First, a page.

22. It funny you quit tkd and you SHOW the most powerful kick Done in TKD. You learn that kick at white belt and perfect it as you grow in the Art. But there Is more to this kick then just turning your foot showing your butt. Clearly you Left out those little details which makes this kick So bad ass.

  23. What you are referring to as a side kick is what I learned as a back kick. – Something used to surprise (with power) anyone approaching you from your six.

    You are right, though… …My experience with TKD (American Freestyle) was progressing slowly to begin then became stagnant. Further, there was even a couple Judo instructors brought it for throws (though one couldn't "throw" me without my assist) and learning of knife throwing, tomahawk chucking, and spear throwing. (Nothing in those is TKD.) – Yes, we spend more time "warming up" than we did actually learning.
    I did not go beyond yellow before ending it. – Still have not found one that right for me. – I get just as much training from what is seen in movies (real or not) than I did from my instructors.

  24. To me what you are doing is what I call frontal side kick because frontally you face your target and then turn your hips and buttocks to align with the target then stretch a side kick. I used the heel and blade of the foot- not totally the whole heel but a portion of it, and a part of the blade of the foot connected with that portion of the heel. A side kick should be one that your side is the one facing the target and then side kick in that side view position. Thanks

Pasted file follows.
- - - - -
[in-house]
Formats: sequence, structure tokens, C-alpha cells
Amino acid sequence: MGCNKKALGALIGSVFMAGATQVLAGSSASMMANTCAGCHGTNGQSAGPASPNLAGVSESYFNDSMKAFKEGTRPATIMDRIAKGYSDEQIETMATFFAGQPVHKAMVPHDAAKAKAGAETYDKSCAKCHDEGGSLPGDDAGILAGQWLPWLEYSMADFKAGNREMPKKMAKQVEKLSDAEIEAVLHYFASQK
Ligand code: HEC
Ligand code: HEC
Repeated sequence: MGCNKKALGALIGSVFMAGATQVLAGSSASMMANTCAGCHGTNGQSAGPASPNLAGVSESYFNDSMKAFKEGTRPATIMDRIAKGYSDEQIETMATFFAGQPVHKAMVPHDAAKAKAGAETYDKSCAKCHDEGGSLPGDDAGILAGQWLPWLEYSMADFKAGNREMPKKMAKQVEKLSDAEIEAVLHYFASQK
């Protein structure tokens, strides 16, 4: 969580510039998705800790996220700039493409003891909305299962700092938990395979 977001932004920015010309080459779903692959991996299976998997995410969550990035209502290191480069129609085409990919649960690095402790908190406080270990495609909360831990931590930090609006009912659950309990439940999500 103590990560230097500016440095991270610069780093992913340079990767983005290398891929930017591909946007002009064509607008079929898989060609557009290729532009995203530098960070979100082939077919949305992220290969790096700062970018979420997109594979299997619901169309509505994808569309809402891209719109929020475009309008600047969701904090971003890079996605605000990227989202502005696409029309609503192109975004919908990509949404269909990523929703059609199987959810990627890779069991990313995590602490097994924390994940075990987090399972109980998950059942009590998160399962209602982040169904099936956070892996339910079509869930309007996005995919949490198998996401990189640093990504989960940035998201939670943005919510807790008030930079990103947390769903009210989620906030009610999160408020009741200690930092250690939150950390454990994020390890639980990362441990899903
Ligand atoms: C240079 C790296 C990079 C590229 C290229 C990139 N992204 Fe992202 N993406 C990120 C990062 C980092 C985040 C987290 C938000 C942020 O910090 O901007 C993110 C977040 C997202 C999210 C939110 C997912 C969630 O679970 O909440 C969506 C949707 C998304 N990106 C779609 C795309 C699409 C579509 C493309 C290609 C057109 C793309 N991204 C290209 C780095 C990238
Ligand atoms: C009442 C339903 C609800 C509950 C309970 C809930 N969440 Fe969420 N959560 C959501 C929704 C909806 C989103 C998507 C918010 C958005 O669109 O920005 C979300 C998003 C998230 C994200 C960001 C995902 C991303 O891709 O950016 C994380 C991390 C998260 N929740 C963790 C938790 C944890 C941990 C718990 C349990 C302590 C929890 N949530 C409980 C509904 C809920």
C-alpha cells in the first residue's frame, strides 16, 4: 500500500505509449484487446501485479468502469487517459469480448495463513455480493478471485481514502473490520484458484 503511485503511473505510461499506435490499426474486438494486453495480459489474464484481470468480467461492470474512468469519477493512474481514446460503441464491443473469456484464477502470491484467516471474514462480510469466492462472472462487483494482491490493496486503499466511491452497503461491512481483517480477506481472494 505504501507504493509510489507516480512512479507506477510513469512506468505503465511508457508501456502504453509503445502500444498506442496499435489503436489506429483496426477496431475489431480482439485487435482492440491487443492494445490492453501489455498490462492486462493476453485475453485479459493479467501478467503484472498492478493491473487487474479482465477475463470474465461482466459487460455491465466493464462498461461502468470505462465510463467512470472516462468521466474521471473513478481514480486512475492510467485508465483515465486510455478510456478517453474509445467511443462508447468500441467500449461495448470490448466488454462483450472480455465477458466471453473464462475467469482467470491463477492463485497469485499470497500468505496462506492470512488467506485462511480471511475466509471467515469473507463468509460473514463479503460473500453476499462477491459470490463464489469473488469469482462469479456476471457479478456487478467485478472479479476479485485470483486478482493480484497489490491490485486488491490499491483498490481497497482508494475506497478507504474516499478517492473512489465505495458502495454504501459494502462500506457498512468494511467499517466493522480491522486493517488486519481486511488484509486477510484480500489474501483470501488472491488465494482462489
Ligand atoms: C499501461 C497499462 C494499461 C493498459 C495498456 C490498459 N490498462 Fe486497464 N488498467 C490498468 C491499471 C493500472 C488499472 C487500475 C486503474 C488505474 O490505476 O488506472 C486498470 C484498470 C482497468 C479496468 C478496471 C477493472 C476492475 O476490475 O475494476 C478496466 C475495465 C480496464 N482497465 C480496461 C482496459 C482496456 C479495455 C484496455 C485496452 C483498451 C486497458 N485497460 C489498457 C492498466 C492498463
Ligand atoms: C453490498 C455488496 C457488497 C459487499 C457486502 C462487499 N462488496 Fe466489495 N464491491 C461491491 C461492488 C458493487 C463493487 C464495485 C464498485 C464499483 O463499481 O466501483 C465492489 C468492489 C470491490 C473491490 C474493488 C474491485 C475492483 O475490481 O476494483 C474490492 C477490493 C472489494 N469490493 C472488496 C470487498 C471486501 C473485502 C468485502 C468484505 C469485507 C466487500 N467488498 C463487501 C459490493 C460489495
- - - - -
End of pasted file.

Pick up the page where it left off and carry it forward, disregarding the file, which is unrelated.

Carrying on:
25. As always: a good and informative vid. I prefer the half pivot as that works best for me. When I was initially training in traditional karate (way back in 1978!), we were taught to kick completely sideways with the blade.. I like how you explained the way the forces act on your body if you don't twist. I remember so many times kicking and pushing myself away from my opponent rather than the other way around. When I began TKD (several years after attaining my 1sr Dan) I learned to twist! What a difference! More speed, more power and (in my experience) greater control to set up for my next kick or punch. Today, I am older and not so fast. My hips hurt. I wonder if that is a result of doing the side kick the "old fashioned way" as well as doing roundhouse kicks with the ball of my foot (felt like a frigging pretzel!).

  26. Agree 1000% on the best way to teach the basic, except you are so turned almost looks like a back kick instead and some times in fighting you dont have time to fully turn the plant foot or even get just heel on your target.


  28. Last time I've watched your video that why did you quit taekwondo. He is like attacking taekwondo When he mentioned about "side kick with the blade". Hahahaha FYI you must know the different between "back kick" and "side kick" what you are demonstrating is back kick and not a side kick. When you kick with the blade it's Side kick but if you kick with the hill, it's a back kick. Every kick has its own name for it's different purposes😊

  29. I don't get it, I have never.. never.. been able to do a proper side kick… never.. !! I watch one video and suddenly I deliver a perfect side kick (well nearly) awesome .. I'll be back..

  30. My instructor is teaching about starting in horse stance, kicking with the blade of the foot, and the grounded foot should not change position during the kick. What are your thoughts?

  31. I love front /front jump kick,roundhouse kick,back kick & low side kick,and a few high spinning & hook kicks.fav is the thunderous front kick & pivoting back kick.enough for me.